Tracey Lindsay came to Mr Manu Sood, Consultant Plastic, Reconstructive and Hand Surgeon at Spire Hartswood Hospital, after a fractured finger had failed to heal.

Here is Tracey’s story …

“On a snowy Sunday lunchtime in November, two years ago, I nipped outside to get something from my car and, somehow, the front door of my house slammed shut on my hand. My right index finger took the brunt of it. I was trapped outside with my hand wedged in the door. Stunned, I hammered on the door with my other hand and my husband Mark opened it. I fully expected to see my fingers on the floor but, as I looked down, part of my finger was split open and there was blood everywhere. I felt really faint. I’m not good with pain.

My family rushed me to A&E where I was told I’d fractured my finger in four places and was sent to another hospital to have the finger pinned. We arrived there at about 7pm and I was asked to stay in to be operated on the next day. On Monday I sat in my gown all day long, nil by mouth, waiting for my op. It really hurt even though I’d had painkillers. I sat there all day Monday and most of Tuesday. Eventually, on Tuesday at about 7.30pm, I was taken into theatre. The surgery took three hours. 

I had regular hand therapy for several weeks and had to take four months off work, which I felt awful about, but my job involves a lot of lifting and moving folders so I wouldn’t have been able to cope. It’s amazing how important that finger is, even in doing a zip up! I couldn’t drive as I couldn’t hold the steering wheel properly. I couldn’t cook; my mum stepped in and did Christmas dinner that year! I couldn’t even wrap the Christmas presents as I couldn’t manipulate the Sellotape. As for putting on make-up, or washing my hair, I had to get my mum to dry my hair which was an experience!

Around Christmas, the pins that had been put into my finger started popping out. Every time I bent my fingers I could see one of these pins come out. Apparently it can happen if your body rejects them. It still hurt quite a bit. If I knocked it, pain would shoot up my arm. The hospital doctor suggested removing the pins under local anaesthetic. After the pins were removed, I had an X-ray and it was obvious to me that the bones in my finger hadn’t actually fused back together. I questioned this and said to the doctor, ‘Is it still broken?’ He said ‘Yes, but that’s OK. We’ll strap your two fingers together, as that’s what would have happened in the old days, and see if it mends.’ I knew I couldn’t work like that. Later, I asked the hand therapist if she could recommend a specialist hand surgeon. She recommended Mr Manu Sood at Spire Hartswood Hospital in Brentwood.

When I went to see Mr Manu Sood (by now, it was the following April), there was a sense of relief. I thought, ‘This guy knows what he’s doing!’ Mr Sood said he wanted to open it up and see what was there. He said there were several options: to put wires back in, maybe screws or a plate, or even to take some bone from my hip or my wrist to do a bone graft – was I happy with that? All of these seemed OK with me. I was quite happy to let him decide. He made sense.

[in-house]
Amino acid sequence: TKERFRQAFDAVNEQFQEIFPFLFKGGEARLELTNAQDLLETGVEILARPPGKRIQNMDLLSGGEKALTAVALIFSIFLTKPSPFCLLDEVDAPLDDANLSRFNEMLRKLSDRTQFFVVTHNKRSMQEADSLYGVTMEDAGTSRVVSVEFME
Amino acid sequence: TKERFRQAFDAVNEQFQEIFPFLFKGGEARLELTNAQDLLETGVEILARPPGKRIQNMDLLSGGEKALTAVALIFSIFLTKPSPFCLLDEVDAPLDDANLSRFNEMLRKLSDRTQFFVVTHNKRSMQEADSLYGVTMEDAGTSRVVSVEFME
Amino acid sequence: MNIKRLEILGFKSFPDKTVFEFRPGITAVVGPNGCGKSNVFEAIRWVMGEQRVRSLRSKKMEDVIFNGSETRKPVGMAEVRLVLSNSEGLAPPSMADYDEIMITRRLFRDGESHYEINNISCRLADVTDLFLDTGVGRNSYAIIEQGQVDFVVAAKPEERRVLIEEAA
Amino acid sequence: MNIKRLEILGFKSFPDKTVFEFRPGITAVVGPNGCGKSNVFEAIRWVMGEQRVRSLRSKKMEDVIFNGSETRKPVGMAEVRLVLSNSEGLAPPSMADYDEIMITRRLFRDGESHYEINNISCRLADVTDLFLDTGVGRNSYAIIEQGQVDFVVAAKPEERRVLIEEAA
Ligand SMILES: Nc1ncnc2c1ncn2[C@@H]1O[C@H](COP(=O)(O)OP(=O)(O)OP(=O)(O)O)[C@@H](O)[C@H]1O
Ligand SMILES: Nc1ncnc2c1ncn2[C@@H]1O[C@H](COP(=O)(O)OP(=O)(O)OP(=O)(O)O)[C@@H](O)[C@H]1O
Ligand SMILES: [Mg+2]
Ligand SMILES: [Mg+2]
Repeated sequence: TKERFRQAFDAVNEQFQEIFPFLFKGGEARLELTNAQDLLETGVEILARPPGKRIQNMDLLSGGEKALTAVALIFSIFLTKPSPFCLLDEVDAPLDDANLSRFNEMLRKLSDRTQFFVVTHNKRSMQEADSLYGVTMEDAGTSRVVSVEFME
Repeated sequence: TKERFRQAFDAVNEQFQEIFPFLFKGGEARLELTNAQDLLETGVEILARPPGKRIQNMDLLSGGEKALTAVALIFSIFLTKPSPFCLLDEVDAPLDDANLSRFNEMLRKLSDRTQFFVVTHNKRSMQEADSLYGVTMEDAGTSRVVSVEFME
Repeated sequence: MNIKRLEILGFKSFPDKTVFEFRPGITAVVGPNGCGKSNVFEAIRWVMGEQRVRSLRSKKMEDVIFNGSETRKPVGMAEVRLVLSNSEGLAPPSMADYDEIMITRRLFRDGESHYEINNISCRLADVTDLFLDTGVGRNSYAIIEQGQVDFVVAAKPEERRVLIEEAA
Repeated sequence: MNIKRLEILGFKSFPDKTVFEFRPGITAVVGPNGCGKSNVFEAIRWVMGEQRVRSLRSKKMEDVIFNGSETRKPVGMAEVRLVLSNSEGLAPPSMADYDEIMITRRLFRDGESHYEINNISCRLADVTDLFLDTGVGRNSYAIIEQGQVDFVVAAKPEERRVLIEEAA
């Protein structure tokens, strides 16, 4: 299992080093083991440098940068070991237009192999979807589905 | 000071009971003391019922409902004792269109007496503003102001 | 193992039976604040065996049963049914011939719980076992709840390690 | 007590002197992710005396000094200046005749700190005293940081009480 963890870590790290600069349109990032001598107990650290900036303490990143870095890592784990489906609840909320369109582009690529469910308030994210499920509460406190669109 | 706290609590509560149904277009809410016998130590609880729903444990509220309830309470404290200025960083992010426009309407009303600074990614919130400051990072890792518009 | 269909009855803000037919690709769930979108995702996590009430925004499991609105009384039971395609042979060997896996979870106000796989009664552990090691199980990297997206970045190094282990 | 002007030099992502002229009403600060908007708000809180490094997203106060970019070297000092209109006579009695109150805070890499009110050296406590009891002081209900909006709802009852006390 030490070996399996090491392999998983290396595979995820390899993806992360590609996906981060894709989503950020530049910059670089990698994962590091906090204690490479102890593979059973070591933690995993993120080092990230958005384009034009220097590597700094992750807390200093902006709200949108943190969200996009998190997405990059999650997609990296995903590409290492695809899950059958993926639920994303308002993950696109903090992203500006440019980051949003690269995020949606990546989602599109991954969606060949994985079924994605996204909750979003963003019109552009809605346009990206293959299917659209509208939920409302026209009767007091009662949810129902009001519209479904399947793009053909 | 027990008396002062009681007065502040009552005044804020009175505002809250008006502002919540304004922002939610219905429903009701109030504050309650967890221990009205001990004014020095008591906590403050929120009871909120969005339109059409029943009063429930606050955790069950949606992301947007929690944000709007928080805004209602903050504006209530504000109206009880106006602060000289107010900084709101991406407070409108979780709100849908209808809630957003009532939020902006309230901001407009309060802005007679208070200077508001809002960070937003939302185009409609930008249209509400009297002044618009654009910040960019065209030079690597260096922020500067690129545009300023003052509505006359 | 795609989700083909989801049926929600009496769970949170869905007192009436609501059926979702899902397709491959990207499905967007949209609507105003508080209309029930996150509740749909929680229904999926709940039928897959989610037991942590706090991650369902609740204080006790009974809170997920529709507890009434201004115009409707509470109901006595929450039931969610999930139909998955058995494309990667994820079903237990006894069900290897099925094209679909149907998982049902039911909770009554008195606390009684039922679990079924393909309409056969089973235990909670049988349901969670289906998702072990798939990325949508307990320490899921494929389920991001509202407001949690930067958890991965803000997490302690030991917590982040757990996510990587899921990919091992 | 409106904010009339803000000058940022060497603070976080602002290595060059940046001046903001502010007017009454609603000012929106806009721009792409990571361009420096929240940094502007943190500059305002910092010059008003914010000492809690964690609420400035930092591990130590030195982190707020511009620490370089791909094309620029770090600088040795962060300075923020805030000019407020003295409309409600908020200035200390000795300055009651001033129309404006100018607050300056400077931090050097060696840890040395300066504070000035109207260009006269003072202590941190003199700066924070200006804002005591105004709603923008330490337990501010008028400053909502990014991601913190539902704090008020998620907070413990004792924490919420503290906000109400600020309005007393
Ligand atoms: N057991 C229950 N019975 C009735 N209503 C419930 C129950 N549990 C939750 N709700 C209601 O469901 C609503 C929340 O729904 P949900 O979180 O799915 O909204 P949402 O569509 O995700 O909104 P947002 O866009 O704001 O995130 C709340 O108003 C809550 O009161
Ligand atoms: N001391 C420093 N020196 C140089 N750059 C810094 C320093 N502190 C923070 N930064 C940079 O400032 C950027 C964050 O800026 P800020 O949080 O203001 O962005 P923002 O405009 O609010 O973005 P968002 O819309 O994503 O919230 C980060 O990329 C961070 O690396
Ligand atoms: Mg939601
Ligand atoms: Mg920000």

I decided to have the operation in May. Mr Sood could have done it earlier but I chose to wait. I’d gone back to work in March and was concerned about having more time off even though my employers had been brilliant. If I had to have a bone graft, it would mean even longer off work.

We’d used Spire Hartswood before: My son and husband had both previously had operations there so I knew what to expect. I felt easier going there. I knew that, if I had to stay overnight, people would come and check on me. I had peace of mind.

On 20 May I went into The Hartswood for the surgery. I had a general anaesthetic as opposed to an arm block in case they needed to do a graft from my hip. When I came round, my arm was in a sling. I felt to see if my hip and wrist were OK and thought 'Well, they didn’t take that option'. Mr Sood had actually put in a plate, four screws and an artificial bone graft. I went home later the same day. The speed at which it was all done was great. 

Mr Sood wanted me to see the hand therapist on Wednesday to get it moving straight away. I had regular hand therapy and Mr Sood monitored the progress of the bone graft; in other words, whether it had joined to my bone. I had almost another three months off work. Then, in August, when I got back from holiday in Turkey, the last X-ray showed that my bone had indeed grown into the artificial one.

I was so relieved. I know where to go now if I have any more problems.”

The hand surgeon’s view - Mr Manu Sood, Consultant Plastic, Reconstructive and Hand Surgeon

A fracture of one of the small bones of the hand, the finger or thumb appears to be a minor injury but can be very significantly disabling. If not treated appropriately, the fracture may result in non-union (the bone ends do not unite) or mal-union (the bones unite in an abnormal position with either an abnormal angle or rotation). This can result in pain and loss of function in the hand due to abnormal positioning of the finger. Proper treatment of a fracture of this nature requires adequate facilities and equipment, as well as intensive hand therapy in order to achieve the best outcome.

Spire Hartswood Hospital has a dedicated, multi-disciplinary hand surgery team that provides a one stop solution for problems of this nature.